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When to Push and When Not to…

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This week a student and I had an interesting conversation about when it’s ok to ask more from your horse, how to know when to ask, and when to stop asking.

It was kind of like the age-old question of what came first… the chicken or the egg?

I’ve seen both sides of the coin here. Some people are to the far right and say, “you need to control your horse at all times, and he should do what you want, when you want.” That also, usually, includes adding punishment every time the horse doesn’t do what you want.

Then there is the far left that says, “let your horse do what he wants, and he will be your friend.” That usually includes no punishment and no consequences to the horse when he doesn’t do what you want when you want it.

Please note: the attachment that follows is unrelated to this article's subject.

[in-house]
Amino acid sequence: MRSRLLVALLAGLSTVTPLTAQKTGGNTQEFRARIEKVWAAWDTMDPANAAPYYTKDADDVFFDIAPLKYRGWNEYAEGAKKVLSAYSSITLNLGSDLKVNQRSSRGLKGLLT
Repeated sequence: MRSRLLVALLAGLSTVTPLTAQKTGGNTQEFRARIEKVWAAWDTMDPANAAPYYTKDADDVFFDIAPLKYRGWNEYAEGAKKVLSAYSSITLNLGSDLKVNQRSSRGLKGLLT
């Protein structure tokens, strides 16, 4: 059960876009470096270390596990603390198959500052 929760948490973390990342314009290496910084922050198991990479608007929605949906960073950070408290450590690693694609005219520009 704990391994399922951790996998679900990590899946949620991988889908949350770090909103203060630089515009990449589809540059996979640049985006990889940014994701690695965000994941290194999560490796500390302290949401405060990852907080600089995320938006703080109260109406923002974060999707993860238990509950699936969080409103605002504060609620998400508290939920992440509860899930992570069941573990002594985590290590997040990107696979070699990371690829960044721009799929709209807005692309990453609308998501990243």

Both of these sides seem extreme to me and very “black and white”. However, in my personal life and in my experience with horses I’ve seen transformations happen in the “grey area”. The compromises.

The “grey areas” allow for a margin of error and the individual variances since everyone and every horse is not the same. Every single person, and every horse, have their own individual life experiences that form their personalities.

A horse that has raced all his life and is now retired is going to have his own perspective and reactions when his new owner tries to teach him how to be a good trail horse. Even though this same owner purchased a well-trained trail horse 5 years ago and has been riding for the last 10 years, this retired racehorse is going to act totally different.

I think most of us have seen this and gone through something similar with different horses throughout our lifetime. But…when you’re in that “grey area” and you’re trying to help your horse through a new situation, training a new trick, or working through a problem…